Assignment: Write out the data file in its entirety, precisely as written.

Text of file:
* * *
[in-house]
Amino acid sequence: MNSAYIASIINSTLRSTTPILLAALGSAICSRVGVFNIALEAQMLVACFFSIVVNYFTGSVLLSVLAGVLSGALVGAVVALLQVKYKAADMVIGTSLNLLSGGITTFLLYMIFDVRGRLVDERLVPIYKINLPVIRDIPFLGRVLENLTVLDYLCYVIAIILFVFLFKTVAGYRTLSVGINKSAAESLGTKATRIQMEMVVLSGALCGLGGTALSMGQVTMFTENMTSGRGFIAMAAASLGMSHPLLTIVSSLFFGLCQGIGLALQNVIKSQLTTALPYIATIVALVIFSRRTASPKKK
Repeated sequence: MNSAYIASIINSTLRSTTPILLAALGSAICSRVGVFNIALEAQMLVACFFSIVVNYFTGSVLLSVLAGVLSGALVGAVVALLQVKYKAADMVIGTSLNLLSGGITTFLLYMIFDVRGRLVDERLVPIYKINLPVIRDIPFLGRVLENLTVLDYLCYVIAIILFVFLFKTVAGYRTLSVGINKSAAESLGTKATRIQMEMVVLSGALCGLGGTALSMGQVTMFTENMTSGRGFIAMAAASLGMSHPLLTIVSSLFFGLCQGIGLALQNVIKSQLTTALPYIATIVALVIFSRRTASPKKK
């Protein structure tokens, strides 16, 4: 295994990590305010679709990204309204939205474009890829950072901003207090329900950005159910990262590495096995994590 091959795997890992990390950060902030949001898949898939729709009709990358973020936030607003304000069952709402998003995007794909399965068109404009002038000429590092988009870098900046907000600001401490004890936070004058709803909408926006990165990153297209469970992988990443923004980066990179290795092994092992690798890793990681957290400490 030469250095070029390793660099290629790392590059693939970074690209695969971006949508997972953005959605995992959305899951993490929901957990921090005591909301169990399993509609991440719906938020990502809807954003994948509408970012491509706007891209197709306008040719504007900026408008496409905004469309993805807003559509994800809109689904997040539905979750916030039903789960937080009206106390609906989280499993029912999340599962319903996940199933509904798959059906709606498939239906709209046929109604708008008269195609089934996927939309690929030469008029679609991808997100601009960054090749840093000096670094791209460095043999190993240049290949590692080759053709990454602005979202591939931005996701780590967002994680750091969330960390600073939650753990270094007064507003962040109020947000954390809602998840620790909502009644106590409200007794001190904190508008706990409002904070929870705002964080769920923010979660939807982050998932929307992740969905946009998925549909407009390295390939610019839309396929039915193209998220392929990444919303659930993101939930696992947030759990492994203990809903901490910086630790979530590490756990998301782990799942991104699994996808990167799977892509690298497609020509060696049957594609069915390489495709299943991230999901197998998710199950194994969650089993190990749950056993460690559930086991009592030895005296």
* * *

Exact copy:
[in-house]
Amino acid sequence: MNSAYIASIINSTLRSTTPILLAALGSAICSRVGVFNIALEAQMLVACFFSIVVNYFTGSVLLSVLAGVLSGALVGAVVALLQVKYKAADMVIGTSLNLLSGGITTFLLYMIFDVRGRLVDERLVPIYKINLPVIRDIPFLGRVLENLTVLDYLCYVIAIILFVFLFKTVAGYRTLSVGINKSAAESLGTKATRIQMEMVVLSGALCGLGGTALSMGQVTMFTENMTSGRGFIAMAAASLGMSHPLLTIVSSLFFGLCQGIGLALQNVIKSQLTTALPYIATIVALVIFSRRTASPKKK
Repeated sequence: MNSAYIASIINSTLRSTTPILLAALGSAICSRVGVFNIALEAQMLVACFFSIVVNYFTGSVLLSVLAGVLSGALVGAVVALLQVKYKAADMVIGTSLNLLSGGITTFLLYMIFDVRGRLVDERLVPIYKINLPVIRDIPFLGRVLENLTVLDYLCYVIAIILFVFLFKTVAGYRTLSVGINKSAAESLGTKATRIQMEMVVLSGALCGLGGTALSMGQVTMFTENMTSGRGFIAMAAASLGMSHPLLTIVSSLFFGLCQGIGLALQNVIKSQLTTALPYIATIVALVIFSRRTASPKKK
């Protein structure tokens, strides 16, 4: 295994990590305010679709990204309204939205474009890829950072901003207090329900950005159910990262590495096995994590 091959795997890992990390950060902030949001898949898939729709009709990358973020936030607003304000069952709402998003995007794909399965068109404009002038000429590092988009870098900046907000600001401490004890936070004058709803909408926006990165990153297209469970992988990443923004980066990179290795092994092992690798890793990681957290400490 030469250095070029390793660099290629790392590059693939970074690209695969971006949508997972953005959605995992959305899951993490929901957990921090005591909301169990399993509609991440719906938020990502809807954003994948509408970012491509706007891209197709306008040719504007900026408008496409905004469309993805807003559509994800809109689904997040539905979750916030039903789960937080009206106390609906989280499993029912999340599962319903996940199933509904798959059906709606498939239906709209046929109604708008008269195609089934996927939309690929030469008029679609991808997100601009960054090749840093000096670094791209460095043999190993240049290949590692080759053709990454602005979202591939931005996701780590967002994680750091969330960390600073939650753990270094007064507003962040109020947000954390809602998840620790909502009644106590409200007794001190904190508008706990409002904070929870705002964080769920923010979660939807982050998932929307992740969905946009998925549909407009390295390939610019839309396929039915193209998220392929990444919303659930993101939930696992947030759990492994203990809903901490910086630790979530590490756990998301782990799942991104699994996808990167799977892509690298497609020509060696049957594609069915390489495709299943991230999901197998998710199950194994969650089993190990749950056993460690559930086991009592030895005296």